Increasingly, companies are highlighting their exposure to water risks. For example, in 2015, 30% of large, publicly traded US food companies cited water as a material risk in their 10-K filings. Also, 43% of consumer staples companies surveyed by CDP in 2015 reported detrimental impacts due to water issues.


Business and Financial Impacts of Key Water Risk Drivers in Agriculture

Business and Financial Impacts of Key Water Risk Drivers in Agriculture

Source: Feeding Ourselves Thirsty: How the Food Sector is Managing Global Water Risks, Ceres


Despite the increasingly open discourse by many companies that water risks exist, overall disclosure on how those risks materialize — and how they’re being mitigated for the future — remains poor. In a recent study on how well food sector companies are managing water risks (see company rankings below) and disclosing information to investors, 38% of the 37 companies surveyed had not evaluated water risks at all, and two-thirds had not evaluated risks in their agricultural supply chain (or, if they had, did not disclose this information).


Company Rankings on Adequacy of Water Risk Management*

Company Rankings on Adequacy of Water Risk Management

* The higher the score, the better the water risk management.
Source: Feeding Ourselves Thirsty: How the Food Sector is Managing Global Water Risks, Ceres


Many investors in these companies are beginning to engage corporate management on these issues. For example, investor signatories of the UN PRI are actively engaging food companies on their water management strategies in their agricultural supply chains. Recently, 64 institutional investors managing $2.6 trillion in collective assets sent joint letters to 15 low-scoring food companies asking for additional information on their exposure to and management of water risk.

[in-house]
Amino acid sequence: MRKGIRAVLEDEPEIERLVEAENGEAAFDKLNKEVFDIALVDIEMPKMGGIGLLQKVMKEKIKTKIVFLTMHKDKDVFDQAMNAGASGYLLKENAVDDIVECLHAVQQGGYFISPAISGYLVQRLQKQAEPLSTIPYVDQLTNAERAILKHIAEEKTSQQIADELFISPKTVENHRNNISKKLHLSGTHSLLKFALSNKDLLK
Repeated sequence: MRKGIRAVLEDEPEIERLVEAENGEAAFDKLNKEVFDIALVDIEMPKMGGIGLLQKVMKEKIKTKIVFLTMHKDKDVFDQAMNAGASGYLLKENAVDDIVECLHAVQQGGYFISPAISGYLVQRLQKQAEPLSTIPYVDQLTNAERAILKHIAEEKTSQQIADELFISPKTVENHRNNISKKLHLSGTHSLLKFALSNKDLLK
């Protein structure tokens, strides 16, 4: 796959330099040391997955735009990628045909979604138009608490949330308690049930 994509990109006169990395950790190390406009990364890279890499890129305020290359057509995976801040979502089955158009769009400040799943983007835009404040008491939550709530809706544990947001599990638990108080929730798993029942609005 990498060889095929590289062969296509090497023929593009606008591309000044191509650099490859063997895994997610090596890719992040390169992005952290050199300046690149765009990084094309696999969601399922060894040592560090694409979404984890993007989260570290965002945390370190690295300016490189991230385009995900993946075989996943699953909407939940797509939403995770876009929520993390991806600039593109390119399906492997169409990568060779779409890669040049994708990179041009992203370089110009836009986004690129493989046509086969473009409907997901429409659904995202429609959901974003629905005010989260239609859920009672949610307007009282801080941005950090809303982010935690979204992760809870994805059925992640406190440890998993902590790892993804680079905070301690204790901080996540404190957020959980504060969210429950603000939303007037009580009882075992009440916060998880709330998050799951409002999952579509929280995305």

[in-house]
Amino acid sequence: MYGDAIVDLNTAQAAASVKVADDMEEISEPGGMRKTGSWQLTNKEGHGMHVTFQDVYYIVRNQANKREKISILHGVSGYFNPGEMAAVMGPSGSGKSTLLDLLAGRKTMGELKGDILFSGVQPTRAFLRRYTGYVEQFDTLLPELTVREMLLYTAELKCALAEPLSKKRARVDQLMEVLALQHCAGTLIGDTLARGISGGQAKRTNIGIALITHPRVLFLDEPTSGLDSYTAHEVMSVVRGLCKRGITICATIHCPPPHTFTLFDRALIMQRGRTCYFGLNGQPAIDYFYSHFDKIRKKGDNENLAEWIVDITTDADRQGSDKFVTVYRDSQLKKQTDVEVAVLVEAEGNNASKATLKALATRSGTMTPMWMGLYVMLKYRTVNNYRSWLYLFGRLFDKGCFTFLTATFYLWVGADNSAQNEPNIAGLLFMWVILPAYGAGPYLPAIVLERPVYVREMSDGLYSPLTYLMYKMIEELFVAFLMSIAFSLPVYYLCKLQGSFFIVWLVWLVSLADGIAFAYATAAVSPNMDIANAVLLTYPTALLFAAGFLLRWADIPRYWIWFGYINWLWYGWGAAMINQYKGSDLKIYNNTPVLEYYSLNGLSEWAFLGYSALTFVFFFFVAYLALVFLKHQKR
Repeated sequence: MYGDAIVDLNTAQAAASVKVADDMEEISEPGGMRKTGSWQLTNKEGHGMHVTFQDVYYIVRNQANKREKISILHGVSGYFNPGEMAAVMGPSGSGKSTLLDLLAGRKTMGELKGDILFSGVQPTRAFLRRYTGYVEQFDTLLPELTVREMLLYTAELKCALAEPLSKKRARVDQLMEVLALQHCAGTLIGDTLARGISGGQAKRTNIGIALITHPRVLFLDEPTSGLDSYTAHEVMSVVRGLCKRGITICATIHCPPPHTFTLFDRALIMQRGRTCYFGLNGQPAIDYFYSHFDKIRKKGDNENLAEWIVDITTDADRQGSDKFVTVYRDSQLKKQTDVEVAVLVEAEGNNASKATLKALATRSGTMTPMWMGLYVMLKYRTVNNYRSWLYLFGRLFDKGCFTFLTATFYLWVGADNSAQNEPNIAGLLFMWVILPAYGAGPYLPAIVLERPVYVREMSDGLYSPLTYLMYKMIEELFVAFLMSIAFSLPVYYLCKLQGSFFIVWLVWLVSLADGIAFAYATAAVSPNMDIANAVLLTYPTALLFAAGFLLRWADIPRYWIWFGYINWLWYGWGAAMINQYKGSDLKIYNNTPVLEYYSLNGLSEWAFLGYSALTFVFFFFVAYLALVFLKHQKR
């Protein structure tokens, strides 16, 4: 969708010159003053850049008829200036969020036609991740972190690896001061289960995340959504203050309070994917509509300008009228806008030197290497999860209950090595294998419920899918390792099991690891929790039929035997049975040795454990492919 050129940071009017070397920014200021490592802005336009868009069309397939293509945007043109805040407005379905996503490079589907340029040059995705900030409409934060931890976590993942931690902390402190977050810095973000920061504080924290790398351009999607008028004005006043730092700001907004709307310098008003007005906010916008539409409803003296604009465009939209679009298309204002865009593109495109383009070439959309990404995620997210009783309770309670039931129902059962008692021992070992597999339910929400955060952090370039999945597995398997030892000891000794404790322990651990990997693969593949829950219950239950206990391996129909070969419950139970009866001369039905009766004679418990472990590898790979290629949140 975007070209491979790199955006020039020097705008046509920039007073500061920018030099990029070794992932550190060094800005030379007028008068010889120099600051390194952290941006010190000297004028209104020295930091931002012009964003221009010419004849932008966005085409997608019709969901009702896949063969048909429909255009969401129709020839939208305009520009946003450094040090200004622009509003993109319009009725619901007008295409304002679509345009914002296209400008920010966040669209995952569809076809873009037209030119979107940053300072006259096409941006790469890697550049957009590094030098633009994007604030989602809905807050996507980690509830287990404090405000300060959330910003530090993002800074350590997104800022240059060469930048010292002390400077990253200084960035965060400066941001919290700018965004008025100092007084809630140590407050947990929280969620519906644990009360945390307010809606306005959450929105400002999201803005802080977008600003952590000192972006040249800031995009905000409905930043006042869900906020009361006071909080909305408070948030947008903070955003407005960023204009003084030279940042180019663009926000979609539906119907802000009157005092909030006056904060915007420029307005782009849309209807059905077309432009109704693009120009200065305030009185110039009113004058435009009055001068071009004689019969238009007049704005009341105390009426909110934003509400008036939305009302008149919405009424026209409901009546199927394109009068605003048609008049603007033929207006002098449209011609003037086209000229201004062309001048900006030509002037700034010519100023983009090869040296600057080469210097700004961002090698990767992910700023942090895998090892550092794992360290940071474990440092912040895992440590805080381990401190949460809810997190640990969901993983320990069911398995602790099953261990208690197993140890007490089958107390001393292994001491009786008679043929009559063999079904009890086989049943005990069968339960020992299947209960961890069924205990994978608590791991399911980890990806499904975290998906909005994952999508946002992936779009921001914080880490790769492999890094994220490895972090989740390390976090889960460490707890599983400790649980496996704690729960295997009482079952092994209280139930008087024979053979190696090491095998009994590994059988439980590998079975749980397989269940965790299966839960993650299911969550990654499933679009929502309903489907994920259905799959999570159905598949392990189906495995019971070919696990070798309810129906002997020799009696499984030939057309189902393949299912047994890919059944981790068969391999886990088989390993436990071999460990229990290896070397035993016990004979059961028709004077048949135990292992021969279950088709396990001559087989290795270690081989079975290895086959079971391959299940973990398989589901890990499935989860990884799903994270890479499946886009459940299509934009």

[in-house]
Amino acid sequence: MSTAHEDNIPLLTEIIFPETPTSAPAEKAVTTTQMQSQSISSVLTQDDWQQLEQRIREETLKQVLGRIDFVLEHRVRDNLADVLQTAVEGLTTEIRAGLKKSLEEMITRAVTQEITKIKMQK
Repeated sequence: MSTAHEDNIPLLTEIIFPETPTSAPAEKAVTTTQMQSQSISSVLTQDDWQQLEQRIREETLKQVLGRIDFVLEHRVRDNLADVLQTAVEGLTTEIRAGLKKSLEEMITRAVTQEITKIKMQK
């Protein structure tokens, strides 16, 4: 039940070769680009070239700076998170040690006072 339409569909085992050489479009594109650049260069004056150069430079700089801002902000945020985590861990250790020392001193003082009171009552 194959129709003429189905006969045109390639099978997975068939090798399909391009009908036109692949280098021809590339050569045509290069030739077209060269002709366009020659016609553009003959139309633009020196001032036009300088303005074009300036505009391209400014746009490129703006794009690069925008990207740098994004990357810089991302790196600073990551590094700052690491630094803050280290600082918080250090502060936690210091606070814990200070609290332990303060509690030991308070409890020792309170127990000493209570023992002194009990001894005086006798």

Water Risk Exposure Company Investors

Investor Ownership of Food Co’s with Weak Water Disclosure – Engagement Can Improve Disclosure

*Where ownership is greater than 5%.


Investor Engagement on Water Risk is Yielding Results But There Is Further to Go

This letter illustrates the potential effectiveness of investor engagement: Roughly half of the targeted companies have since committed to improve their water risk management disclosure to investors in the coming year.

While the water risk data drought is far from over, continued improvements in corporate supply chain water risk disclosure will help investors assess how their portfolios will withstand exposure to physical droughts — and other water risks.

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All posts are the opinion of the author. As such, they should not be construed as investment advice, nor do the opinions expressed necessarily reflect the views of CFA Institute or the author’s employer.

Image credit: ©iStockphoto.com/Marjan_Apostolovic

About the Author(s)
Monika Freyman, CFA

Monika Freyman, CFA, is a senior manager at Ceres where she focuses on corporate sustainability reporting and socially responsible investing (SRI). She works with investors both individually, as well as collectively, by leading Ceres's Investor Water Hub on deepening integration of water and ESG (environmental, social, and governance) factors into portfolio management processes. She publishes reports providing investors guidance on ESG and water integration best practices or highlighting water issues in high-risk sectors. Freyman has also worked as a research consultant for the Initiative for Responsible Investment at Harvard, exploring the roots of the concept of sustainability to inform the Sustainable Accounting Standards Board (SASB). Freyman has a degree in finance from the University of British Columbia and an MS from Loyola University Chicago.